The Pershing II was a tactical nuclear missile used during the Cold War to defend Western Europe from a possible invasion from Communist Eastern Europe. In January, 1985, a PII caught fire during assembly on its mobile launcher in Heilbronn, Germany. Several GIs were killed. Soon after, hundreds of thousands of Europeans joined protests of the presence of American missiles in Europe.
At the time, EMA was the Electromagnetic Effects Prime contractor for the US Army Missile Command Test and Evaluation Directorate in Huntsville, Alabama. EMA was immediately involved in supporting the US Army Missile Command in investigating this accident and the determination of its cause. Our activities included:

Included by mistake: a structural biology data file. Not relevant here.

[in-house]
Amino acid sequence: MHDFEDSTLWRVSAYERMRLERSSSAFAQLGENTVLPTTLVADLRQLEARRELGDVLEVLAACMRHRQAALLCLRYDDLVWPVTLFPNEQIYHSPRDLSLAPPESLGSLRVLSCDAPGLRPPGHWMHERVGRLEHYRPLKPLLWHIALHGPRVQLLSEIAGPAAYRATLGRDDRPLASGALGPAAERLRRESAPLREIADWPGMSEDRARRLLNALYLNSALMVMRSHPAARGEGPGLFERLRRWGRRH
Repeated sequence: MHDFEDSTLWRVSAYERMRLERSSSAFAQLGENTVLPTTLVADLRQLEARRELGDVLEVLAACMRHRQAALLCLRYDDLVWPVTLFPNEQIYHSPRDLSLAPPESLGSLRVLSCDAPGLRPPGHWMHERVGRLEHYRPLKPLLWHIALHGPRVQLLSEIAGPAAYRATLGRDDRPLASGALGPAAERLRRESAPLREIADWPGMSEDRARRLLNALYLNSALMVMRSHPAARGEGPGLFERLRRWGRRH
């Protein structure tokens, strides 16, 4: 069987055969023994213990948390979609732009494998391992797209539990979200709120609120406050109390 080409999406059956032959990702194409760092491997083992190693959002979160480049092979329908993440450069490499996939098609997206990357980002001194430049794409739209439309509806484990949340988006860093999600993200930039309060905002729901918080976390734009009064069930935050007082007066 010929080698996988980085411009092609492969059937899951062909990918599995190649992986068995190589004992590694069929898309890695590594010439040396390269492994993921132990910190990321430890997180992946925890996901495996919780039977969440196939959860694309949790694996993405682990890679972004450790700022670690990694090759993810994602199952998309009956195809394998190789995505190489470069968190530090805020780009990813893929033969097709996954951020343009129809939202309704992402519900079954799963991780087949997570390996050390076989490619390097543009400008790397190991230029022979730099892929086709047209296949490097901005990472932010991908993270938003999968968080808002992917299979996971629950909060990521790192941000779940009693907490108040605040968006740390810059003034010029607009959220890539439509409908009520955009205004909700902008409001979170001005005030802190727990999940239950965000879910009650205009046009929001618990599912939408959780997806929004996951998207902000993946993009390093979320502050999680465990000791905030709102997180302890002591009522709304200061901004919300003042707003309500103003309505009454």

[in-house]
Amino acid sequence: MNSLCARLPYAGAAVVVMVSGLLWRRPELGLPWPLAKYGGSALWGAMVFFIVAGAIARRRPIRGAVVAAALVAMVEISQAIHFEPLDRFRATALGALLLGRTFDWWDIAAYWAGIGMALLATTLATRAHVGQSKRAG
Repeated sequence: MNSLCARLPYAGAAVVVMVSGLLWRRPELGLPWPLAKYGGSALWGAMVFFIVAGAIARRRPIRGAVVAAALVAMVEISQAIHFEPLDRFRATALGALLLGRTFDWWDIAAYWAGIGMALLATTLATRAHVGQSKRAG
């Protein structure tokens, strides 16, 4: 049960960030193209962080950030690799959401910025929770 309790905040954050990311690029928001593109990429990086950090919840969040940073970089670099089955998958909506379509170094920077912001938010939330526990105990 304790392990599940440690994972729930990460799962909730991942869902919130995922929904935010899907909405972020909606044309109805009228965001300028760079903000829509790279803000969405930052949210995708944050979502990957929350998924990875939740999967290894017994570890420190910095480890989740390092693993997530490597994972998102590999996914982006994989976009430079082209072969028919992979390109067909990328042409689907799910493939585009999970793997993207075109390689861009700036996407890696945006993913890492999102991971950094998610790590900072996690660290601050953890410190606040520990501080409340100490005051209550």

- Development of a propellant ignition scenario using numerical simulation of static electricity dynamics in the PII configuration including the Kevlar motor case and solid propellant.
- Extensive laboratory testing of propellant ignition characteristics and charge transport on the missile and erector-launcher configuration and materials
- Development of a full scale test facility with a cold chamber to replicate the proposed accident scenario, and successful performance of a full scale demonstration experiment.
EMA determined the cause to be static charging of the motor case while inside its steel shipping canister. An external static discharge induced a discharge inside the propellant within the Kevlar motor case and ignited the propellant.
EMA also helped to develop mitigation approaches to eliminate the ESD ignition process. In the following years, we also participated in two similar ESD accident investigations related to solid rocket propellant manufacturing.